In a collaboration with Carle Foundation Hospital, Beckman researchers have been using a new technique, magnetic resonance elastography (MRE), in a study of epilepsy.
Researchers at the Beckman Institute look at bone strength to help people with osteoperosis, examine the brain health of patients with epilepsy, and see how cholesterol affects the spread of cancer. And they are developing methods to help patients evaluate the risks associated with diagnoses. From human factors to engineering breakthroughs, Beckman research examines medicine from multiple angles.
Boris Odintsov, senior research scientist at the Beckman Institute’s Biomedical Imaging Center, and Thomas Brozoski, research professor at the Southern Illinois University School of Medicine in Springfield, have created a comprehensive, interactive rat brain atlas.
Stephen Boppart, professor of electrical and computer engineering and co-chair of Beckman's Integrative Imaging theme, is leading a team of researchers at the University of Illinois at Urbana-Champaign, in conjunction with Carle Health System physicians in Urbana, in developing a new way of imaging and analyzing cancerous tumors from breast cancer patients that can help determine the aggressiveness of the cancer, which could aid in designing targeted individualized treatment for the greatest possible efficacy.
Aron Barbey and Michael Posner are co-editors for "The Cognitive Neuroscience of Human Intelligence" in Trends in Neuroscience and Education. The issue is expected to be published in September 2018.
Emad Tajkhorshid, professor of biochemistry and member of the Theoretical and Computational Biophysics Group at Beckman, and colleagues Chad Rienstra, professor of chemistry, and James Morrissey, professor of biochemistry, have received a Director’s Transformative Research Award from the National Institutes of Health for their highly creative approach to the study of cell membrane lipids.
Kara Federmeier was recently named the president-elect of the Society of Psychophysiological Research. Founded in 1960, the Society for Psychophysiological Research fosters research on the interrelationships between the physiological and psychological aspects of behavior.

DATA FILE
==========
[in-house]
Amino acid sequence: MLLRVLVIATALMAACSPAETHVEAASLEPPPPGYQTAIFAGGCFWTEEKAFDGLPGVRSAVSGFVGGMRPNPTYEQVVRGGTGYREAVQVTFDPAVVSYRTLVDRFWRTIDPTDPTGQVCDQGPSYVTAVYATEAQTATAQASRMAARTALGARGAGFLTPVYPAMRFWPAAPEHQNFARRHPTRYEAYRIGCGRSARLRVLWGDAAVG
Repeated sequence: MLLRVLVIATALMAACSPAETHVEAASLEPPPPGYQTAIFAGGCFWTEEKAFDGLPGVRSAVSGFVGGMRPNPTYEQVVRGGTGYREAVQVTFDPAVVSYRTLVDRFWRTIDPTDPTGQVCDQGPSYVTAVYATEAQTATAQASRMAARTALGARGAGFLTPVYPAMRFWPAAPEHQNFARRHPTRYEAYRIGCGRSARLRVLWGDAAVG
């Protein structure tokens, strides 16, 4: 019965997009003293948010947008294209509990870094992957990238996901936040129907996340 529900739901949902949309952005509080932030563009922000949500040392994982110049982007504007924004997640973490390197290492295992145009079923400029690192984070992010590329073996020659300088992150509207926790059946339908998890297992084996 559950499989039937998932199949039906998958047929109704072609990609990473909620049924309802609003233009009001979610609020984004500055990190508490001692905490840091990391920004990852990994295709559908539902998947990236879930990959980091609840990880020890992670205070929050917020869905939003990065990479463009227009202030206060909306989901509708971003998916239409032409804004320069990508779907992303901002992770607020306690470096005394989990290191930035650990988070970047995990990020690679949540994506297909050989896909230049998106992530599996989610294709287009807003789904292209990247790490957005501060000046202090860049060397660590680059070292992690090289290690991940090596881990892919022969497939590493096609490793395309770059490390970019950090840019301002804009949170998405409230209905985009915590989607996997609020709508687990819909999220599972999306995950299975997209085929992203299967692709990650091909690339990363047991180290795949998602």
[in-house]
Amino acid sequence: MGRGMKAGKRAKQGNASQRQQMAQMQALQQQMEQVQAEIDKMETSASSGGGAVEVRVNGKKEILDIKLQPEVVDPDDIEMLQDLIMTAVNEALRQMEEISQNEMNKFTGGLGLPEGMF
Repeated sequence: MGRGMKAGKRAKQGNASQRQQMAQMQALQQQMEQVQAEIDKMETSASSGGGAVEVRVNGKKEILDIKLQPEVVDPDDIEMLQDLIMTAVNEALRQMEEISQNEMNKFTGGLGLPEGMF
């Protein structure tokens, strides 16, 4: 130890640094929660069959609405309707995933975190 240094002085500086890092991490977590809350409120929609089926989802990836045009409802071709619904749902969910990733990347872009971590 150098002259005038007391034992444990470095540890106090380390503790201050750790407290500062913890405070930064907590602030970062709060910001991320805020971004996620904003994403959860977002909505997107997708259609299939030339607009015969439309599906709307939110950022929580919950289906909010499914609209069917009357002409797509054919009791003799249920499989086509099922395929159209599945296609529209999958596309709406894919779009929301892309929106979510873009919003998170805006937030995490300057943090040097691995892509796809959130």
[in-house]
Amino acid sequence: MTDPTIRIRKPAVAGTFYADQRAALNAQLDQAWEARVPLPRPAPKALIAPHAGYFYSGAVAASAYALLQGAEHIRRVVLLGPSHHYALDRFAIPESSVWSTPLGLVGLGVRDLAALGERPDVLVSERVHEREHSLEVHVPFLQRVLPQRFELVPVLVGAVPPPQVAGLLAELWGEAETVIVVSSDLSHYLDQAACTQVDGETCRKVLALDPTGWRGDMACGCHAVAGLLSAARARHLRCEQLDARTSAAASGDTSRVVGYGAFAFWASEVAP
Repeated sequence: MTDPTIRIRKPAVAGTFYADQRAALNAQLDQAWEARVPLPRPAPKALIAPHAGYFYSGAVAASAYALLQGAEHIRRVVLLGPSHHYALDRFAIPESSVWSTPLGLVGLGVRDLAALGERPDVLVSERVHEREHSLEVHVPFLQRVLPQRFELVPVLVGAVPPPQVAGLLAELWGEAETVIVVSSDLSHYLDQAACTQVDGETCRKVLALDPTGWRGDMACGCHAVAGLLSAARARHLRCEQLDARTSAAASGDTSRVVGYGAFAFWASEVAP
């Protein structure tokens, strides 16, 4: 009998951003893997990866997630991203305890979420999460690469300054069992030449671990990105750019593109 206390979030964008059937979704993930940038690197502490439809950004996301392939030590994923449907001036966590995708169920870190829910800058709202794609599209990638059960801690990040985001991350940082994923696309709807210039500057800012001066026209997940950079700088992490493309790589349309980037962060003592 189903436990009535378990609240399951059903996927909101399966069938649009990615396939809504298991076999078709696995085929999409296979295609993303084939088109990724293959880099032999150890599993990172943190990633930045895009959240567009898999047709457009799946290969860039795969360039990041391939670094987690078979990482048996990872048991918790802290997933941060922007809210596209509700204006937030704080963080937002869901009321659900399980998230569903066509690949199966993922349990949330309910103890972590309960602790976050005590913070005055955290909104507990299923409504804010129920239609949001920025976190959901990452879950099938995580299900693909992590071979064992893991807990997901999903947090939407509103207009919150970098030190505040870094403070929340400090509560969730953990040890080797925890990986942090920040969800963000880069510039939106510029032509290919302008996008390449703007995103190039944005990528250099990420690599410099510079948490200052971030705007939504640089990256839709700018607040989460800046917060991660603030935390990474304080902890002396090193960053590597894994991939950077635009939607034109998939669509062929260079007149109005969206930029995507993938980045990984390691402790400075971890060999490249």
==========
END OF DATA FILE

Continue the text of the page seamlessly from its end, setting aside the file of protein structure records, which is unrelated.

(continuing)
Yi Lu, professor of chemistry and member of the 3D Micro- and Nanosystems Group, will be speaking on "Discovering 'Genetic Codes' for Nanomaterials Morphologies and Employing the DNA-encoded Nanomaterials for Sensing, Imaging and Targeted Drug Delivery," on Thursday, Oct. 13, at noon in Room 1005 Beckman. Lunch is provided.
Since the Beckman Institute for Advanced Science and Technology opened its doors in 1989, one objective has been to be a leader in science and technology by continually fostering new research areas and developing new methodologies to stimulate innovative approaches. Intelligent Systems, a new major research theme, seeks to understand intelligent behavior in biological and artificial systems and their networked interactions.
Daniel Simons, professor of psychology and member of the Mechanisms of Cognitive Control Group, and Elizabeth Stine-Morrow, professor of educational psychology and member of the Cognition, Lifespan Engagement, Aging, and Resilience Group, along with their colleagues conducted a comprehensive review of studies cited by proponents of brain-training products. The researchers found “no compelling evidence” that brain-training games provide cognitive benefits that are relevant to daily life.